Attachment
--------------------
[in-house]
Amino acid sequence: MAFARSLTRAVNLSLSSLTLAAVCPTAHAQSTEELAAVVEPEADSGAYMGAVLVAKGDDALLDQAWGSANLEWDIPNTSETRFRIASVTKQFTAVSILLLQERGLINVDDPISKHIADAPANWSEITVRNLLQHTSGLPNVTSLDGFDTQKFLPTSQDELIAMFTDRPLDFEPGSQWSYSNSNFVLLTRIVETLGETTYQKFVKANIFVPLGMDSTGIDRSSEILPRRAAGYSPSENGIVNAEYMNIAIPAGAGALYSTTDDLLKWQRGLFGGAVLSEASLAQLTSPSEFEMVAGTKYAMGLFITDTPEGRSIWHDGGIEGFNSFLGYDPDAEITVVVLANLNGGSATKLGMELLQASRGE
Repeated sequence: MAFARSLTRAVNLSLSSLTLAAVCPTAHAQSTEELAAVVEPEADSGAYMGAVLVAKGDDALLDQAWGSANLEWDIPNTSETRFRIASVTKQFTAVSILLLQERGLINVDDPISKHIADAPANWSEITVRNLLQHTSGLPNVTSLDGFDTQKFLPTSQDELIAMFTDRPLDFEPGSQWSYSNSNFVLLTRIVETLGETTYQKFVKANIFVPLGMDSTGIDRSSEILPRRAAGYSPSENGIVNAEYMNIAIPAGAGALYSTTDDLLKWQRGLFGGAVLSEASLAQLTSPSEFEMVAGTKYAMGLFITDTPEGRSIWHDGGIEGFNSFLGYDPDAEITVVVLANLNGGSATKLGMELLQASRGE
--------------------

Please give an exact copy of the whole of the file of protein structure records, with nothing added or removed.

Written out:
[in-house]
Amino acid sequence: MAFARSLTRAVNLSLSSLTLAAVCPTAHAQSTEELAAVVEPEADSGAYMGAVLVAKGDDALLDQAWGSANLEWDIPNTSETRFRIASVTKQFTAVSILLLQERGLINVDDPISKHIADAPANWSEITVRNLLQHTSGLPNVTSLDGFDTQKFLPTSQDELIAMFTDRPLDFEPGSQWSYSNSNFVLLTRIVETLGETTYQKFVKANIFVPLGMDSTGIDRSSEILPRRAAGYSPSENGIVNAEYMNIAIPAGAGALYSTTDDLLKWQRGLFGGAVLSEASLAQLTSPSEFEMVAGTKYAMGLFITDTPEGRSIWHDGGIEGFNSFLGYDPDAEITVVVLANLNGGSATKLGMELLQASRGE
Repeated sequence: MAFARSLTRAVNLSLSSLTLAAVCPTAHAQSTEELAAVVEPEADSGAYMGAVLVAKGDDALLDQAWGSANLEWDIPNTSETRFRIASVTKQFTAVSILLLQERGLINVDDPISKHIADAPANWSEITVRNLLQHTSGLPNVTSLDGFDTQKFLPTSQDELIAMFTDRPLDFEPGSQWSYSNSNFVLLTRIVETLGETTYQKFVKANIFVPLGMDSTGIDRSSEILPRRAAGYSPSENGIVNAEYMNIAIPAGAGALYSTTDDLLKWQRGLFGGAVLSEASLAQLTSPSEFEMVAGTKYAMGLFITDTPEGRSIWHDGGIEGFNSFLGYDPDAEITVVVLANLNGGSATKLGMELLQASRGE